One of the schedules that will be filed by the individual debtor is a schedule of “exempt” property. Federal bankruptcy law provides that an individual debtor2 can protect some property from the claims of creditors either because it is exempt under federal bankruptcy law or because it is exempt under the laws of the debtor’s home state. 11 U.S.C. § 522(b). Many states have taken advantage of a provision in the bankruptcy law that permits each state to adopt its own exemption law in place of the federal exemptions. In other jurisdictions, the individual debtor has the option of choosing between a federal package of exemptions or exemptions available under state law. Thus, whether certain property is exempt and may be kept by the debtor is often a question of state law. Legal counsel should be consulted to determine the law of the state in which the debtor lives.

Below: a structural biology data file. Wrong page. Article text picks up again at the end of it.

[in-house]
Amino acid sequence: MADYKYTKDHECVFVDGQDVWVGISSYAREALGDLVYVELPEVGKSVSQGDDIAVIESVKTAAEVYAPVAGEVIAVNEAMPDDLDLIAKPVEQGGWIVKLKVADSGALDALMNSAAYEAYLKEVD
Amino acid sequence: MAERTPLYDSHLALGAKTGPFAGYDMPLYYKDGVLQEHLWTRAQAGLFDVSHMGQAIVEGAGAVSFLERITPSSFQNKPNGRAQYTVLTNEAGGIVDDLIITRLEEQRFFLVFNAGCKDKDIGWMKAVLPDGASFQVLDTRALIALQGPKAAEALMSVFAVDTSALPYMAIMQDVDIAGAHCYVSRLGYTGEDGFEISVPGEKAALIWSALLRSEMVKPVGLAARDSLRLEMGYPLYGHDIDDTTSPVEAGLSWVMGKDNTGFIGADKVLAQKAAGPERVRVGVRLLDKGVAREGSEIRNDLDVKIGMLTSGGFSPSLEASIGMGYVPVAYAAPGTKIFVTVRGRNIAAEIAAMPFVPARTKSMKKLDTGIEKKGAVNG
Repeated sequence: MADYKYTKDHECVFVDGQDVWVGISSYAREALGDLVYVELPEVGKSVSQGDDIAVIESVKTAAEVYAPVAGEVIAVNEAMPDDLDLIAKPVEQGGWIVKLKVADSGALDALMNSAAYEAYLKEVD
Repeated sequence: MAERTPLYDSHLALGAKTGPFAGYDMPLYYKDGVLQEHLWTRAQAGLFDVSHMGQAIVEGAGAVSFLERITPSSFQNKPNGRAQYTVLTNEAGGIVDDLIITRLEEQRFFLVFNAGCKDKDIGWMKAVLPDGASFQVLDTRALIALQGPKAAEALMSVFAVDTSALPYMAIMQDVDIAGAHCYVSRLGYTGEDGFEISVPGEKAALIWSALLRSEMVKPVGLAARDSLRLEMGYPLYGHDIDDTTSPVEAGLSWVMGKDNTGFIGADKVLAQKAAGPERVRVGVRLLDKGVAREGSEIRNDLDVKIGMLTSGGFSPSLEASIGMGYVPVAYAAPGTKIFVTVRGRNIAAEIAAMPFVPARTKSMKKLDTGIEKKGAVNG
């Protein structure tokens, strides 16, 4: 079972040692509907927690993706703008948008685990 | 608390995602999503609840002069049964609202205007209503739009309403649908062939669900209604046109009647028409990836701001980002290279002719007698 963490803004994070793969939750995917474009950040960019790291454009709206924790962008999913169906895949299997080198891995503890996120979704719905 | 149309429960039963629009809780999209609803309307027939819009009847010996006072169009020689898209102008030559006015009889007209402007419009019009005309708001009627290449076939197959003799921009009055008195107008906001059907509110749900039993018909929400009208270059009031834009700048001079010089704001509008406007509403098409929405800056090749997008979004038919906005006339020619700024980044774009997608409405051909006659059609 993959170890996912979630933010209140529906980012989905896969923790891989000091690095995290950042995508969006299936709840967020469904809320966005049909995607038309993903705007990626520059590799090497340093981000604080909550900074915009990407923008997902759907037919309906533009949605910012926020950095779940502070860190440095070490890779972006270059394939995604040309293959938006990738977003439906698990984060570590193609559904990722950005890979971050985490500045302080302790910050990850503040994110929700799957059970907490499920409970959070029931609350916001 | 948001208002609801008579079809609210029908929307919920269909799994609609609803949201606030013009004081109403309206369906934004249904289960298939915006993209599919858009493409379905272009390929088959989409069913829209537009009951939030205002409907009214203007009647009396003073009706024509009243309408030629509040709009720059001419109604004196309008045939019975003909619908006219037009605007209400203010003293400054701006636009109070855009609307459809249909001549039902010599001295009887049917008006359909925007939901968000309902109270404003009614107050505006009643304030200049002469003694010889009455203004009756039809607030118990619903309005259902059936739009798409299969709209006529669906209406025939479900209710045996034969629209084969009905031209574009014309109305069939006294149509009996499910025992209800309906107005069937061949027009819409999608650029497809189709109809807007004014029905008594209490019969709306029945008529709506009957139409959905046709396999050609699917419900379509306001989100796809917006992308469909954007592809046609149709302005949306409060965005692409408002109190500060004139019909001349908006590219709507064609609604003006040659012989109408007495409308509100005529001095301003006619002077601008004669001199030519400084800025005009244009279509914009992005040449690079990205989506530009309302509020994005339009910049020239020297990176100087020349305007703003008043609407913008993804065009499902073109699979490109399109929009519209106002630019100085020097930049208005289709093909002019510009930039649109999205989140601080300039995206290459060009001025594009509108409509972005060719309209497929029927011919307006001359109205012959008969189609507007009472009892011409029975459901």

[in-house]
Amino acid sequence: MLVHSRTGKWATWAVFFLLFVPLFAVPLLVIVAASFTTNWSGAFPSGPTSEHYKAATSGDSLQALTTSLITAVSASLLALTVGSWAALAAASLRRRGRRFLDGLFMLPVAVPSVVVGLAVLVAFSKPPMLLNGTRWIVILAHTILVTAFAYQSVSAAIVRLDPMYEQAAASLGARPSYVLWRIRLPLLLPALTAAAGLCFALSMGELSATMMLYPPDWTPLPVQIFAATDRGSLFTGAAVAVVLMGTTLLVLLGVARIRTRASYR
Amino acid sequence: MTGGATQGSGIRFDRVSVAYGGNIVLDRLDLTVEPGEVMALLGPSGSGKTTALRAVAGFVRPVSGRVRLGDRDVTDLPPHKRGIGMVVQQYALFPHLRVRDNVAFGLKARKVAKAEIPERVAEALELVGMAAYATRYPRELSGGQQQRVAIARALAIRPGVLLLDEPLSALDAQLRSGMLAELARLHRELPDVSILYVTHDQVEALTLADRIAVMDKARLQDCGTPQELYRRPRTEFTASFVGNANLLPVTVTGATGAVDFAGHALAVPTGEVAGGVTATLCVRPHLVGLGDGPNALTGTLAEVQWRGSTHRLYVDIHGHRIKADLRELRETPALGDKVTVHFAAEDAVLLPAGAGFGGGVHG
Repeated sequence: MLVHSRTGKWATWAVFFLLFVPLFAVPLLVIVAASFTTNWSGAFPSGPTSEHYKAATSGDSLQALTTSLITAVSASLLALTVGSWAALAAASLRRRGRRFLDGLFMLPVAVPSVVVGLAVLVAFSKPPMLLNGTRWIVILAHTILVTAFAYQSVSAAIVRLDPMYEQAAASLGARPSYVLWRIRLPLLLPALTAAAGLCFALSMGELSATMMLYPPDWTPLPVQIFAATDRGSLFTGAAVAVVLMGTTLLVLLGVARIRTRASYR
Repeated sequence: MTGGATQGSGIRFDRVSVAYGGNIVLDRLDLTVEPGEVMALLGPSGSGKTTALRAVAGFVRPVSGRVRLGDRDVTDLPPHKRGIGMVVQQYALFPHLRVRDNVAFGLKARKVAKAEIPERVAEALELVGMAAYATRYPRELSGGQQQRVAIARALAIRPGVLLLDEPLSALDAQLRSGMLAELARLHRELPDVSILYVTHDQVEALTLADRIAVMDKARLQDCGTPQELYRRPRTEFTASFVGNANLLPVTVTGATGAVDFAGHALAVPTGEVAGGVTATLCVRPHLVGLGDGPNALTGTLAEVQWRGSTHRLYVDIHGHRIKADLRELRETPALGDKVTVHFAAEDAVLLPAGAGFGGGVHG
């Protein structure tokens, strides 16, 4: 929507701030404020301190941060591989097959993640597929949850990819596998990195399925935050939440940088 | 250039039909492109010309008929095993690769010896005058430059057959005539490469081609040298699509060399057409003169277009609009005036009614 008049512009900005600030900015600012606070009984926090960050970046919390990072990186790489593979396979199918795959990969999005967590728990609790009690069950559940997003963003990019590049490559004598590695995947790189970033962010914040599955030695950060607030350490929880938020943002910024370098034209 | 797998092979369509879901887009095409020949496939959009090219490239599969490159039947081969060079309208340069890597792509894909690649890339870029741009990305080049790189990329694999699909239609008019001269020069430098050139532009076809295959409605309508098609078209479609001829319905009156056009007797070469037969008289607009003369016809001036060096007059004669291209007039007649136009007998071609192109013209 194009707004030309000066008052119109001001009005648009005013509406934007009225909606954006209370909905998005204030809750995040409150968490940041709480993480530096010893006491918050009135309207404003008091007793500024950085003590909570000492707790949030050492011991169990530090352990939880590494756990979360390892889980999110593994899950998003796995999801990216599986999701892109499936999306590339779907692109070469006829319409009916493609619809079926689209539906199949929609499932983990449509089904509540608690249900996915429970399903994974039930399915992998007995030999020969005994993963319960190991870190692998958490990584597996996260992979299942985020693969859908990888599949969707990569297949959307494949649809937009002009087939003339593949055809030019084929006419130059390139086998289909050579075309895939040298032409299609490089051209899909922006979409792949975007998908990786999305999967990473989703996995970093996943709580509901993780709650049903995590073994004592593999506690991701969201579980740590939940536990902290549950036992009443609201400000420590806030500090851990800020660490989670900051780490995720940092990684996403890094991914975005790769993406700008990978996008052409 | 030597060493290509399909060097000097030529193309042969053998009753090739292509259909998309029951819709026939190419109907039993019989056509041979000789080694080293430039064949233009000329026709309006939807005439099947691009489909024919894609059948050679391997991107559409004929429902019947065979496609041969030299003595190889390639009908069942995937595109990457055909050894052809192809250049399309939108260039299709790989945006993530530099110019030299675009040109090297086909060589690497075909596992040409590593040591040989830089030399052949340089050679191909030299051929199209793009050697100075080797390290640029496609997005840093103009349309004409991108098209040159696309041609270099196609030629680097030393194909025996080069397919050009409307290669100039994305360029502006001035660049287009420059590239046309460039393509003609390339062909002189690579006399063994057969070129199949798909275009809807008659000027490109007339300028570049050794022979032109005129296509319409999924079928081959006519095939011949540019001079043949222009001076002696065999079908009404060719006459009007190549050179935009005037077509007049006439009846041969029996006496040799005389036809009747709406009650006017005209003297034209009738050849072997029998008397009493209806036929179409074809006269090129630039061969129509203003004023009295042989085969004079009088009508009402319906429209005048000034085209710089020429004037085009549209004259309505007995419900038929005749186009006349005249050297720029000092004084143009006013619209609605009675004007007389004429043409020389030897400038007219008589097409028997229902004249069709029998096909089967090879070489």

A “meeting of creditors” is usually held 20 to 40 days after the petition is filed. If the United States trustee or bankruptcy administrator3 designates a place for the meeting that is not regularly staffed by the United States trustee or bankruptcy administrator, the meeting may be held no more than 60 days after the order for relief. Bankruptcy Rule 2003(a). The debtor must attend this meeting, at which creditors may appear and ask questions regarding the debtor’s financial affairs and property. 11 U.S.C. § 343. If a husband and wife have filed a joint petition, they both must attend the creditors’ meeting. The trustee also will attend this meeting. It is important for the debtor to cooperate with the trustee and to provide any financial records or documents that the trustee requests. The trustee is required to examine the debtor orally at the meeting of creditors to ensure that the debtor is aware of the potential consequences of seeking a discharge in bankruptcy, including the effect on credit history, the ability to file a petition under a different chapter, the effect of receiving a discharge, and the effect of reaffirming a debt. In some courts, trustees may provide written information on these topics at or in advance of the meeting, to ensure that the debtor is aware of this information. In order to preserve their independent judgment, bankruptcy judges are prohibited from attending the meeting of creditors. 11 U.S.C. § 341(c).